Hong Kong health consultant denies giving date-rape drug to German visitor, court hears

Prosecutor claims defendant intended to overpower woman while she slept

PUBLISHED : Wednesday, 10 May, 2017, 8:32pm
UPDATED : Wednesday, 10 May, 2017, 10:20pm

A Hong Kong-based health consultant on Wednesday denied drugging a young German visitor with a date-rape drug before he raped her, only months after he was arrested for sexually assaulting another young woman in a similar fashion.

Prosecutors told the High Court the first victim, then 22, woke up to find her private parts exposed while the second victim, 23, found Man Yiu-fai raping her when she regained consciousness.

Neither woman could be identified for legal reasons.

The case centred on a powerful hypnotic and sleep-inducing drug named Flunitrazepam that is legally marketed as Rohypnol.

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“Flunitrazepam is a dangerous drug,” prosecutor Nicholas Adams said. “When used unlawfully as in this case it is regarded as ... a date-rape drug.”

Man, 43, pleaded not guilty to two counts of administering drugs to obtain or facilitate unlawful sexual act, one of indecent assault in December 2014 and one of rape in May 2015.

The jury is to decide if Man had deliberately given the two women a drink laced with the drug, as well as what his intention was at the time and if he did attack the two women.

Adams said Man had drugged the women with intent to stupefy or overpower them so he could perform an unlawful sexual act on them when they were asleep.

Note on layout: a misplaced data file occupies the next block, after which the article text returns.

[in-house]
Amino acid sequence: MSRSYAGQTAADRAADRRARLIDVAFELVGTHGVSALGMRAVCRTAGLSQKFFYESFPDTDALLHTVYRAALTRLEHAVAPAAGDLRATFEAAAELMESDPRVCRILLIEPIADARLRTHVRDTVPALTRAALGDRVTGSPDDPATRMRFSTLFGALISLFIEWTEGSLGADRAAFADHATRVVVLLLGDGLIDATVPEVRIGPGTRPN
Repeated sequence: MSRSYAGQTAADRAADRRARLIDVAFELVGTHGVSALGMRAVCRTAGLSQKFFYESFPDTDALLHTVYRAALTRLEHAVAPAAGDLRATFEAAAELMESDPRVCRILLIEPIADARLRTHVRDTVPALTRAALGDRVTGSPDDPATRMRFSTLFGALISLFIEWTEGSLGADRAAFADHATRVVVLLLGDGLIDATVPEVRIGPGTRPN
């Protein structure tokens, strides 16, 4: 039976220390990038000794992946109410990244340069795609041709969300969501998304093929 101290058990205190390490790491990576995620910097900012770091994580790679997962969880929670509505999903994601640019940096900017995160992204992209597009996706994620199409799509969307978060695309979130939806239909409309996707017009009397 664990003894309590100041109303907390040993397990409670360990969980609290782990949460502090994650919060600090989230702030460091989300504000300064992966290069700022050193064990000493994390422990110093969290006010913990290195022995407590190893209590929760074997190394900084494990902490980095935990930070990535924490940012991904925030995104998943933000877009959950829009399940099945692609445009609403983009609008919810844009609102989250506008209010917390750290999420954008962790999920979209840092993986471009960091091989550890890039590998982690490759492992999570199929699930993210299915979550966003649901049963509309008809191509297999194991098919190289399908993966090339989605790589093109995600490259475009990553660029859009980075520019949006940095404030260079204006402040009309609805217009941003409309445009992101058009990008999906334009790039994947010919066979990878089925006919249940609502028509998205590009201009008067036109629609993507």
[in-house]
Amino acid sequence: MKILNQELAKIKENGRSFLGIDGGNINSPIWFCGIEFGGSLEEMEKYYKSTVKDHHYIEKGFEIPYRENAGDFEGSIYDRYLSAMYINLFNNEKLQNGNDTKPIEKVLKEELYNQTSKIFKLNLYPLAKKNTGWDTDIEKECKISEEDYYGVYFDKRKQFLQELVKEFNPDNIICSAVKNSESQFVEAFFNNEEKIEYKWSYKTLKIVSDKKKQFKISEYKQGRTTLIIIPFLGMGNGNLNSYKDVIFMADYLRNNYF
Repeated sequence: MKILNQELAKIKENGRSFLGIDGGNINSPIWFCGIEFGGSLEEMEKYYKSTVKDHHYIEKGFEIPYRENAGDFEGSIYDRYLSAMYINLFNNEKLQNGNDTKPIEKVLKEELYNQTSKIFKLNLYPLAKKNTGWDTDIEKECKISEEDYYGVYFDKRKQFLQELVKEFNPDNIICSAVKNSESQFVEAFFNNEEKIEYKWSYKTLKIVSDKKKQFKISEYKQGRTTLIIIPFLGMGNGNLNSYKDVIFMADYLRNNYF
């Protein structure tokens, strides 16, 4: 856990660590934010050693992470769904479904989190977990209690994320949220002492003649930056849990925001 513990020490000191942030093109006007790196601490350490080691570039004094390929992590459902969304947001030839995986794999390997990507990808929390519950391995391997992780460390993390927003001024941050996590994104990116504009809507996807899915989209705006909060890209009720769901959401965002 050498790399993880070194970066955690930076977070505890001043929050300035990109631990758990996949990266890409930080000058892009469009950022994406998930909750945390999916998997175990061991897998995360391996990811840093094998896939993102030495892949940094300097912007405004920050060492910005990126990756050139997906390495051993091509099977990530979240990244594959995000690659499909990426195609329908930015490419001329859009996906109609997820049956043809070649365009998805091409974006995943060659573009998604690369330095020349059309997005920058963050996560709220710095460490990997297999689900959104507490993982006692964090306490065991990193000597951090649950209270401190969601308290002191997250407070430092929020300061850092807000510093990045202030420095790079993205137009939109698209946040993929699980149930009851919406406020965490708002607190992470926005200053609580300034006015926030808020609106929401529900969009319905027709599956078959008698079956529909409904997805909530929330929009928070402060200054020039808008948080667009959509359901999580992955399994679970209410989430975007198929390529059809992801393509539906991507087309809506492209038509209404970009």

If he wanted consensual sex with [the woman], why drug her?
Nicholas Adams, prosecutor

“There can be no other reason for drugging her,” he continued. “If he wanted consensual sex with [the woman], why drug her?”

The first victim testified that she met Man during the Occupy protests in November 2014 and visited his office at Nathan Road on December 12 for treatment. He offered her two cups of drinks to help her sleep at night, she said, and gave her a massage, during which she lost consciousness.

When she woke up, she found her upper body naked and her underpants pulled down, while Man’s face was close enough to kiss hers.

But she later admitted to the defence that she removed her top at Man’s request.

“At the time my mental state was so confused. My subconsciousness could not tell what was right and what was wrong. Otherwise the incident could not have happened,” she testified, her voice breaking. “The world wouldn’t have had one more victim.”

Cups seized from Man’s office were later found to contain the woman’s DNA and traces of the sleeping drug zoplidem and the date-rape drug, Adams said.

The trial continues before deputy High Court judge Mr Justice Michael Stuart-Moore.